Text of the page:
Firefighters to race ambulance crews to medical emergencies in Brighton and Hove

Posted On 09 Dec 2016 at 7:10 pm

Firefighters are to race ambulance crews to some medical emergencies in Brighton and Hove as part of a trial by the East Sussex fire service.

East Sussex Fire Authority said that it had “given the go ahead to a pilot which means firefighters attend certain medical emergencies with South East Coast Ambulance Service (Secamb)”.

The fire authority said: “More work is to be carried out ahead of the roll out of the potentially life-saving immediate emergency care response scheme.

“It follows a similar scheme with the fire services in West Sussex, Surrey and Kent.

“East Sussex Fire and Rescue Service plans to respond to immediately life-threatening Red 1 calls such as cardiac arrests. Ambulance clinicians will always be assigned to attend a call at the same time.”

Assistant Chief Fire Officer Mark Andrews said: “This is an important step for us and we are looking forward to working closely with our emergency services colleagues at South East Coast Ambulance.

“This can make a real difference to the communities we both serve, by helping deliver lifesaving actions within minutes of a medical emergency.

“Our firefighters are already well trained in first aid and all fire engines already carry oxygen therapy equipment, defibrillators and immediate emergency care kits.

“We will provide additional training in the coming months to prepare for this pilot.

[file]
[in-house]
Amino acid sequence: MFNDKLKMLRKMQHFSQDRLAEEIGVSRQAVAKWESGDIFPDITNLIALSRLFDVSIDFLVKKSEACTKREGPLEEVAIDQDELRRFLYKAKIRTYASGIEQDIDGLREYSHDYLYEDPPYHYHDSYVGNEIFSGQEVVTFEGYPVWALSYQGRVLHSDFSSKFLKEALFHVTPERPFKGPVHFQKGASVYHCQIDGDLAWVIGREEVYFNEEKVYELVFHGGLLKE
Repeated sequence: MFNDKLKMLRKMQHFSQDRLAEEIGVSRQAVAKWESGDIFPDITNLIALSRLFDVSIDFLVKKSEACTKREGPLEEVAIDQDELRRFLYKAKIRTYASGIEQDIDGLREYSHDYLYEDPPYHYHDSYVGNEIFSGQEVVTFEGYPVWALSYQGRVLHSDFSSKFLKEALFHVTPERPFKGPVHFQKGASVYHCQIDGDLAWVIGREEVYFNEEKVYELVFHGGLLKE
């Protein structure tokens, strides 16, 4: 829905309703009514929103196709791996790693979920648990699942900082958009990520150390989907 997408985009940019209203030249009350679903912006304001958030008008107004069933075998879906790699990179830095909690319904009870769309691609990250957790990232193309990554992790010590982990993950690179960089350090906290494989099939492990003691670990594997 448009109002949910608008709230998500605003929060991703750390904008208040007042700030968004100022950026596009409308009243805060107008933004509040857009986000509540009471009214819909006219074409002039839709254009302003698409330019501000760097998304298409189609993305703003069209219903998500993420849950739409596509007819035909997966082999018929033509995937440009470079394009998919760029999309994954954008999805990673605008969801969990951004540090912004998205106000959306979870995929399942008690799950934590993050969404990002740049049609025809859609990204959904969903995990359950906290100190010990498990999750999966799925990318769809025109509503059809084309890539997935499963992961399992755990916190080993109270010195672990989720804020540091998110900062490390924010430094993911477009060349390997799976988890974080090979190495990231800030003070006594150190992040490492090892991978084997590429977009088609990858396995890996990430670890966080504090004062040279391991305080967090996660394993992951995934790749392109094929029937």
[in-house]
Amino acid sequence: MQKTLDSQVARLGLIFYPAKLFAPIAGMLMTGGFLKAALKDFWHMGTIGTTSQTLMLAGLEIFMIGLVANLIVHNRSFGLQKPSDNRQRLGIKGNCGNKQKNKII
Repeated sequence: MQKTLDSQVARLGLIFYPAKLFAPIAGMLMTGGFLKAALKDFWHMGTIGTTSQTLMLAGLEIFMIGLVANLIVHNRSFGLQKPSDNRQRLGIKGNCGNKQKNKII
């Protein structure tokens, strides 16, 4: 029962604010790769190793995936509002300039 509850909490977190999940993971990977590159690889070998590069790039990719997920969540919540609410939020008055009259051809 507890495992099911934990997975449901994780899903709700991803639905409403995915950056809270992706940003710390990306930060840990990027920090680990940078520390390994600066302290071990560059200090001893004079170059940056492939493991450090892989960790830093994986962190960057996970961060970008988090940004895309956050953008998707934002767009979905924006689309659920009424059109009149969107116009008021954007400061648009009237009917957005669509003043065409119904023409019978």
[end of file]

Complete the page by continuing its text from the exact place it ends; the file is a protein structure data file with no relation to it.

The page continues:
“We will carefully monitor the impact this has on our response to other incidents and have measures in place to quickly change our availability to respond to medical emergencies if we are needed elsewhere.”

The fire authority said that the trial was “part of Secamb’s wider ongoing work of emergency service collaboration across its region”.

Secamb clinical quality manager and co-responding lead Matt England said: “This collaboration is about ensuring our most seriously ill patients are seen as quickly as possible.

“When someone is in cardiac arrest, with every minute that passes their chances of survival diminish significantly.

“We’ll always assign an ambulance response to the call at the same time but if firefighters reach the scene of an emergency before ambulance crews, they will be able to begin vital life-saving treatment.”

  1. Tony Morris Reply

    Will this save more lives or cost more lives. Fire & Rescue Services are already taking longer to get to emergency calls and this will increase that time even further. So as response times to fires and rescues gets longer, they will be helping the ambulance service meet their response times, as when firefighters arrive, the ambulance service can tick the ‘target time achieved’ box. Sometimes they may indeed save a life, but what about when the patient needs a paramedic, or treatment in hospital to save their life? Schemes like this elsewhere have seen patients waiting even longer for an ambulance to arrive and firefighters tied up on non-life threatening calls. Instead of tinkering with the emergency services like this, the government should ensure that both the ambulance service and the fire & rescue service are properly funded so that they can each do their own jobs properly.

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